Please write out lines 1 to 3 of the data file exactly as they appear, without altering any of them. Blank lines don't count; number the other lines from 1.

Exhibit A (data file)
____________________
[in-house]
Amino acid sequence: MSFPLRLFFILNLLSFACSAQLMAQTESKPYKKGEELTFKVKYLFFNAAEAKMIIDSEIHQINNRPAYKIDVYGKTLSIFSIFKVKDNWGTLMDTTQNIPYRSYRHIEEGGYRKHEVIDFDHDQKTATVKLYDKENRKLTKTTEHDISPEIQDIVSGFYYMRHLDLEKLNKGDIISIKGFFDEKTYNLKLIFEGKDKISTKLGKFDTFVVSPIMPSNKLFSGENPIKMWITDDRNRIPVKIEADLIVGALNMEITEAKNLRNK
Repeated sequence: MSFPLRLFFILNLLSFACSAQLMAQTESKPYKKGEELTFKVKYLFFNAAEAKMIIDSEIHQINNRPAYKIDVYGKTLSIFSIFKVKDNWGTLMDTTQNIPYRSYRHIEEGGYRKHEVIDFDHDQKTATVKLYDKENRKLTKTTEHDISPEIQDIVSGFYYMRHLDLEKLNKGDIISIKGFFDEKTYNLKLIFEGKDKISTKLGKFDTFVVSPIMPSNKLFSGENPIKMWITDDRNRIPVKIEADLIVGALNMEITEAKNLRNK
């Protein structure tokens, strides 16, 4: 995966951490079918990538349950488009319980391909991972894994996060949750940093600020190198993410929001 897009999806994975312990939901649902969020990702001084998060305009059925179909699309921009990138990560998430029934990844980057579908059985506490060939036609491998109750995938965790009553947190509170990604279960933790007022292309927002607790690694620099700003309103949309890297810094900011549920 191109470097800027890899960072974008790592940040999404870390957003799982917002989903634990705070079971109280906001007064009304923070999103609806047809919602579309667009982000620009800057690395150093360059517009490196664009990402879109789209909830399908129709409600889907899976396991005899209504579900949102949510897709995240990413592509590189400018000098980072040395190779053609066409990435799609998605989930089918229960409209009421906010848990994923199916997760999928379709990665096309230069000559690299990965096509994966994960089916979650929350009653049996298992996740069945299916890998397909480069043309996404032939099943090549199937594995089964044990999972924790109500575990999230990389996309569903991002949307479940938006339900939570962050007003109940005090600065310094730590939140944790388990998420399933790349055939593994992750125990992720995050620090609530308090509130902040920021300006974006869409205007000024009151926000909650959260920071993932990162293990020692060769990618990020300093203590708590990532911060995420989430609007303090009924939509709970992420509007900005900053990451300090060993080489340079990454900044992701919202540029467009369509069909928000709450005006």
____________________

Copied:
[in-house]
Amino acid sequence: MSFPLRLFFILNLLSFACSAQLMAQTESKPYKKGEELTFKVKYLFFNAAEAKMIIDSEIHQINNRPAYKIDVYGKTLSIFSIFKVKDNWGTLMDTTQNIPYRSYRHIEEGGYRKHEVIDFDHDQKTATVKLYDKENRKLTKTTEHDISPEIQDIVSGFYYMRHLDLEKLNKGDIISIKGFFDEKTYNLKLIFEGKDKISTKLGKFDTFVVSPIMPSNKLFSGENPIKMWITDDRNRIPVKIEADLIVGALNMEITEAKNLRNK
Repeated sequence: MSFPLRLFFILNLLSFACSAQLMAQTESKPYKKGEELTFKVKYLFFNAAEAKMIIDSEIHQINNRPAYKIDVYGKTLSIFSIFKVKDNWGTLMDTTQNIPYRSYRHIEEGGYRKHEVIDFDHDQKTATVKLYDKENRKLTKTTEHDISPEIQDIVSGFYYMRHLDLEKLNKGDIISIKGFFDEKTYNLKLIFEGKDKISTKLGKFDTFVVSPIMPSNKLFSGENPIKMWITDDRNRIPVKIEADLIVGALNMEITEAKNLRNK